Pope Francis, who has himself has experienced Charismatic Renewal on a personal level, has asked those involved in the Catholic Charismatic Renewal to spread the experience and understanding of “the baptism in the Holy Spirit” throughout the Church, so that every Catholic might become aware of the gifts of the Holy Spirit that God has for them for the evangelisation of the world and the renewal and spiritual empowerment of the Church.
Do I regret not becoming a foreign correspondent or an actress or documentary film maker? Not at all, because the choice I made to follow God in the chapel all those years ago has enhanced every area of my life and given it true purpose and meaning. We all have a unique calling, which God has created us for, and I feel privileged to have been able to find mine. I have experienced the truth of Jesus’ words in the gospel of John, “I have come to bring life and life in abundance.”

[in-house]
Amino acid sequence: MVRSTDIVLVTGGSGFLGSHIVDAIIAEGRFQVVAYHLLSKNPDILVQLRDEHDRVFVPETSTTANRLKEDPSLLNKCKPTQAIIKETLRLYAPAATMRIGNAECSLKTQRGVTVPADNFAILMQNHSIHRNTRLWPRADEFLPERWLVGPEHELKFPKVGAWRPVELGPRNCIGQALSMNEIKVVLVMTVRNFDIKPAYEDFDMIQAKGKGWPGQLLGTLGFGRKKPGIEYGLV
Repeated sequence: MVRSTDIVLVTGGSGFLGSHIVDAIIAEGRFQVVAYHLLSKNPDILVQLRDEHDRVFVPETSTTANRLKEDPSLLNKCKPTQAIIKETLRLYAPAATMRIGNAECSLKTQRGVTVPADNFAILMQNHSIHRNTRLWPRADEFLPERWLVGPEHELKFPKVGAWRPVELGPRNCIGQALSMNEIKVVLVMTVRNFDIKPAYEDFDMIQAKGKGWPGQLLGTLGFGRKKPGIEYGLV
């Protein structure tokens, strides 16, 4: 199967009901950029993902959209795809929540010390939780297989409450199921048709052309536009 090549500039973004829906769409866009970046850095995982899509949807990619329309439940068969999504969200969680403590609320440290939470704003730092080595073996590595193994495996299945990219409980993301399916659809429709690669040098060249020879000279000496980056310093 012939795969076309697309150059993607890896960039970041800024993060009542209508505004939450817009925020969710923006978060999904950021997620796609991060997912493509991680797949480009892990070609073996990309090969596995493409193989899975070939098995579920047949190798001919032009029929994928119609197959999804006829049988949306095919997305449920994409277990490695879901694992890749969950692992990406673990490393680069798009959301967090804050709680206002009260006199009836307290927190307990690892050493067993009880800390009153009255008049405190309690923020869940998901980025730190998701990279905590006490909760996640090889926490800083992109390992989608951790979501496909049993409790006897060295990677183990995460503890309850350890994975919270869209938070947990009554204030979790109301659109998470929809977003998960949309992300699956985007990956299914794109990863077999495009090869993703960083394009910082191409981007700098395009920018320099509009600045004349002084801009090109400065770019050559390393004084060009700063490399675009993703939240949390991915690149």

Faith Magazine

July/ August 2020